On 9 October 1623, Ferdinand Verbiest (1623–1688) was born in Pittem, Belgium. He was a Jesuit priest, explorer, translator and inventor.
In 1658, Verbiest left Europe to go on a mission to China, where the Roman Catholic Church was attempting to compensate for the loss of believers to the emerging Protestantism in Europe. In the Chinese Empire he became known under the name Nan Huairen (南懷仁) and gained himself merits as mathematician and astronomer. Verbiest also worked as a diplomat, cartographer and translator as he spoke Latin, German, Dutch, Spanish, and Italian. Throughout his life he wrote more than thirty books and became close friends with the Kangxi Emperor, who frequently requested his teaching, in geometry, philosophy and music.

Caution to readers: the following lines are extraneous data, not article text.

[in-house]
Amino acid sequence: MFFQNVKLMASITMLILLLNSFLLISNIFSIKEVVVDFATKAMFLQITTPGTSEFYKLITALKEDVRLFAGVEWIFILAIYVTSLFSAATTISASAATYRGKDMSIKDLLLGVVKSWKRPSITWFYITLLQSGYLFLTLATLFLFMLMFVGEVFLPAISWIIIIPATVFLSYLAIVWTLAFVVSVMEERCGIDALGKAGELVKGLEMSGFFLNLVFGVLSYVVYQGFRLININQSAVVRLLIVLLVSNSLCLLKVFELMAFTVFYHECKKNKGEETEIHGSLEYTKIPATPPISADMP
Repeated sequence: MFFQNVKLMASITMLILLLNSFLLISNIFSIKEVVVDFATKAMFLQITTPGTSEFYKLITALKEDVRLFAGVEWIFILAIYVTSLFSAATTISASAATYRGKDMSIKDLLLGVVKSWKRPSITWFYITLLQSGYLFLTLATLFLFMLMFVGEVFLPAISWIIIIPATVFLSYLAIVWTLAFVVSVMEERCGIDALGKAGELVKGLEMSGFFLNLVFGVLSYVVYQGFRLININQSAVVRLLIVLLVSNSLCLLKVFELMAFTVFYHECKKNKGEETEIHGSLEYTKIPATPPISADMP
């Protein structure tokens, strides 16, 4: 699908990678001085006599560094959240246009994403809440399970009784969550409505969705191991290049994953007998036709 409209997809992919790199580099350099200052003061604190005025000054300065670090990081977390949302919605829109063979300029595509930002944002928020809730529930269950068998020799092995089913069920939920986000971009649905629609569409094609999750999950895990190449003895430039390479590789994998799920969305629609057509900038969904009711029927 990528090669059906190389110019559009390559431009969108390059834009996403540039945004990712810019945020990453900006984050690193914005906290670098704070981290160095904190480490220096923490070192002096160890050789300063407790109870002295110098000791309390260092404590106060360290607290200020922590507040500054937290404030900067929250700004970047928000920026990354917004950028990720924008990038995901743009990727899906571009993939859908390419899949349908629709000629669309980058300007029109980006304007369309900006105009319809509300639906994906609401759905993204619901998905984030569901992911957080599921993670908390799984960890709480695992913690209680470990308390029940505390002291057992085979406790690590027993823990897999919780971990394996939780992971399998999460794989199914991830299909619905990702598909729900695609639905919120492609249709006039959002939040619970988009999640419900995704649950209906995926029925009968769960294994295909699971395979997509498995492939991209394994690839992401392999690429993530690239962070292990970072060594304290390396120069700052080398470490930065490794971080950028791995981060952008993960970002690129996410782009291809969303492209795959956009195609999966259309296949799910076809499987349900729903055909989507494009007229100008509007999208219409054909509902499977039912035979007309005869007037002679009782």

Amongst Verbiest’s many interests were also experiments with steam. Around 1672 he designed – for the Chinese Emperor’s entertainment – a steam-propelled trolley which most probably was the first working steam-powered vehicle, realizing ‘auto-mobility’. It is described in Verbiest’s work Astronomia Europea. It was only 65 cm long and not designed to carry human passengers, nor a driver. Steam was generated in a ball-shaped boiler, emerging through a pipe at the top, from where it was directed at a simple, open steam turbine (like a water wheel) that drove the rear wheels. It is not known if Verbiest’s model was ever built at the time. Another of his inventions is a steam engine to propel ships. 
Verbiest died in Beijing on 28 January 1688. His remains were buried near those of two other famous Jesuits – Matteo Ricci and Johann Adam Schall von Bell – on 11 March 1688. Verbiest was the only Westerner in Chinese history to ever receive the honour of a posthumous name by the Emperor.